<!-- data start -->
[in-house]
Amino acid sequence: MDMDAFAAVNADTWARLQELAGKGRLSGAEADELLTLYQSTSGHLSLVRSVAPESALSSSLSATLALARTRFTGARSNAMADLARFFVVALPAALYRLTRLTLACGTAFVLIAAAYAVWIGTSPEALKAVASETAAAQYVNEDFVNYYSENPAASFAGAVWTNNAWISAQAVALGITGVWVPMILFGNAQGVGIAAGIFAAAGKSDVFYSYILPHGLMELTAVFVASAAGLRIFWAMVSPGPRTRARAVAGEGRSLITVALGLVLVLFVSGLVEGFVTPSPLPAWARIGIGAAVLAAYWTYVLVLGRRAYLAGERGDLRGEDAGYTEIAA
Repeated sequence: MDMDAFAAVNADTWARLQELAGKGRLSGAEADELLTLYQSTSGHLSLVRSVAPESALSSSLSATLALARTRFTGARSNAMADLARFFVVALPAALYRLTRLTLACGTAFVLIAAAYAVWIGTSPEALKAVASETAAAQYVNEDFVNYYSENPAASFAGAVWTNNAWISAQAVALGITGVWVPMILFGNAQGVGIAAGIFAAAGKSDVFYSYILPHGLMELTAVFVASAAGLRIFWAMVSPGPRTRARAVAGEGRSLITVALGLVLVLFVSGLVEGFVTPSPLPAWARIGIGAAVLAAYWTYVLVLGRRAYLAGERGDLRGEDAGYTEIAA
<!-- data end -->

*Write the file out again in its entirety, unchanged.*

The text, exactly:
[in-house]
Amino acid sequence: MDMDAFAAVNADTWARLQELAGKGRLSGAEADELLTLYQSTSGHLSLVRSVAPESALSSSLSATLALARTRFTGARSNAMADLARFFVVALPAALYRLTRLTLACGTAFVLIAAAYAVWIGTSPEALKAVASETAAAQYVNEDFVNYYSENPAASFAGAVWTNNAWISAQAVALGITGVWVPMILFGNAQGVGIAAGIFAAAGKSDVFYSYILPHGLMELTAVFVASAAGLRIFWAMVSPGPRTRARAVAGEGRSLITVALGLVLVLFVSGLVEGFVTPSPLPAWARIGIGAAVLAAYWTYVLVLGRRAYLAGERGDLRGEDAGYTEIAA
Repeated sequence: MDMDAFAAVNADTWARLQELAGKGRLSGAEADELLTLYQSTSGHLSLVRSVAPESALSSSLSATLALARTRFTGARSNAMADLARFFVVALPAALYRLTRLTLACGTAFVLIAAAYAVWIGTSPEALKAVASETAAAQYVNEDFVNYYSENPAASFAGAVWTNNAWISAQAVALGITGVWVPMILFGNAQGVGIAAGIFAAAGKSDVFYSYILPHGLMELTAVFVASAAGLRIFWAMVSPGPRTRARAVAGEGRSLITVALGLVLVLFVSGLVEGFVTPSPLPAWARIGIGAAVLAAYWTYVLVLGRRAYLAGERGDLRGEDAGYTEIAA